When it comes to conventional fashion, the more you know, the more you start to look at your closet differently. Shopping becomes not just about how a piece fits, how much it costs, and how much you love it. As you learn more about the fashion industry, you start asking yourself how clothing was made, who made the piece, and what it’s made of.
It’s a lot to think about, which is why we’re so excited to announce a new way to shop MADE SAFE! We’re launching a page that features certified apparel, so that you can start (or continue!) building a wardrobe with sustainable pieces.
If you’re asking yourself why a sustainable closet is important, it’s because there is a lot about conventional and fast fashion that will make you ready to jump on the green fashion bandwagon, even if it’s just one piece or one type of clothing to start.
Here’s what you should know about fast and conventional fashion:
Fast fashion: Fast fashion items are typically trendy pieces that are cheaply produced on a massive scale. They may emulate high fashion styles, but are done so with low quality fabrics and construction and are not intended to last long. Whereas most slow fashion brands produce two seasons a year, fast fashion brands can release more than fifty “microseasons” a year!
Fast fashion pieces are typically not produced ethically or sustainably. The industry has been associated with pollution, massive human rights violations, unethically low wages for workers, and pieces of poor quality destined for a landfill. The apparel industry also uses huge amounts of energy and releases ten percent of the world’s carbon emissions, therefore contributing to climate change. Not to mention the manipulative marketing intended to nudge you to buy the newest, trendiest thing that will only last one season.
Conventional apparel: Conventional apparel is anything that is made without attention to the sourcing of materials, conditions for labor involved in producing the raw materials and/or the apparel itself, possible contamination of the ecosystem by the production and growing process, production with toxic substances, etc. This is in contrast to sustainable fashion which is a growing industry.
Synthetic fibers: Synthetic fibers are derived from fossil fuels, and some are essentially plastic. This means that when they end up in the landfill – and they inevitably will – they won’t break down. Synthetic fibers include: polyester (also known as PET), nylon, acrylic, rayon, spandex, and more.
Microfibers: Some synthetic fibers breakdown into microfibers. Microfibers are tiny fibers that are released from clothing when washed. From your washing machine or sink they head down the drain into water sources. Microfibers contribute to plastic pollution because they don’t biodegrade in the environment, contributing to contamination of oceans and bodies of water – including drinking water – and food. Microfibers are harmful to aquatic life.
PFAS: Per- and polyfluoroalkyl substances, or PFAS for short, are a group of thousands of substances typically used for waterproofing and stain resistance in clothing. Various PFAS have been associated with numerous harmful effects including reproductive and developmental impacts, liver and kidney damage, and contribution to cancer.
Silver Nanomaterials: Nanoparticle silver is typically used as an antimicrobial, most commonly found in workout gear (and period panties!). Nanoparticle silver has been linked to toxicity to human and animal cells as well as aquatic ecosystems.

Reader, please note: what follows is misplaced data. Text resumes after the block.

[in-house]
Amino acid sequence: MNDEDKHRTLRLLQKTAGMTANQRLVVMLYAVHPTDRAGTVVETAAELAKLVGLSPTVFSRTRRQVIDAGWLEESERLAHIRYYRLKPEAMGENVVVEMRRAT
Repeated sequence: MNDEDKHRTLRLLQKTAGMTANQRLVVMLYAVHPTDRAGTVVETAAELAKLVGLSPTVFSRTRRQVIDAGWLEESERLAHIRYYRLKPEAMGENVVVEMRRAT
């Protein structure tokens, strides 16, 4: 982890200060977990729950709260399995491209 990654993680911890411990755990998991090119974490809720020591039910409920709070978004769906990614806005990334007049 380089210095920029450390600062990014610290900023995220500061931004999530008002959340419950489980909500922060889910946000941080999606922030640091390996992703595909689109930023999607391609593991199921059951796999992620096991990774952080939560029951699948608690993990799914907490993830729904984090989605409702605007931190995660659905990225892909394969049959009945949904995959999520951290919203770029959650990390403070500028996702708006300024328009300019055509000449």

We know, reading through that list about conventional apparel’s dark side might feel gloomy. But remember that each choice you make that supports a company creating safer and more sustainable options is meaningful. Next time you purchase a piece of apparel, you can back a company that is working towards a safer and more sustainable future. That’s a lot of power!
So, what should you look for when purchasing new pieces?
- Natural fibers: Choose natural textiles like organic cotton, linen, hemp, wool, and silk.
- High-quality pieces: Where possible, shop for high-quality pieces that are intended to last, instead of throw-away fast fashion. We know it’s not likely to be feasible to make the switch to sustainable apparel all at once – at least it hasn’t been for us. To work toward a sustainable wardrobe, we recommend examining your closet to find the gaps. Do you need a new basic cami to wear under everything? Pajamas unraveling at the seams? Time to invest in some timeless workwear pieces? We recommend focusing on one essential piece at a time. By looking for the gaps, you’ll know where to focus your efforts so that you don’t buy extraneous items. And you’ll be able to focus your funds on a high-quality piece instead of purchasing numerous low-quality items that won’t last. This might take a little more financial planning than you’re used to when it comes to shopping for clothing, but you might find that by cutting back on buying unnecessary fast fashion items, you’ll be freeing up a chunk of your budget.
- Clothing without treatments: Skip items labeled as “stain resistant,” “easy care,” “no wrinkle” or with other similar labels. These may be treated with PFAS or other chemical treatments.
- Sustainability and human rights ethics: We love companies that are transparent about their efforts to make clothing that is not only sustainable, but is made ethically with respect for workers throughout the supply chain. We recommend looking for companies that publicly declare their ethics and are proud of how they operate. When in doubt, ask the company!
- MADE SAFE® Certified: We’re thrilled to announce that there is now an additional way to shop MADE SAFE for you and your loved ones! Shop our new apparel page that features certified clothing – including PJs and robes. MADE SAFE certified apparel has been made without substances known or suspected to be harmful to humans or the environment.
Shop MADE SAFE Certified Apparel now.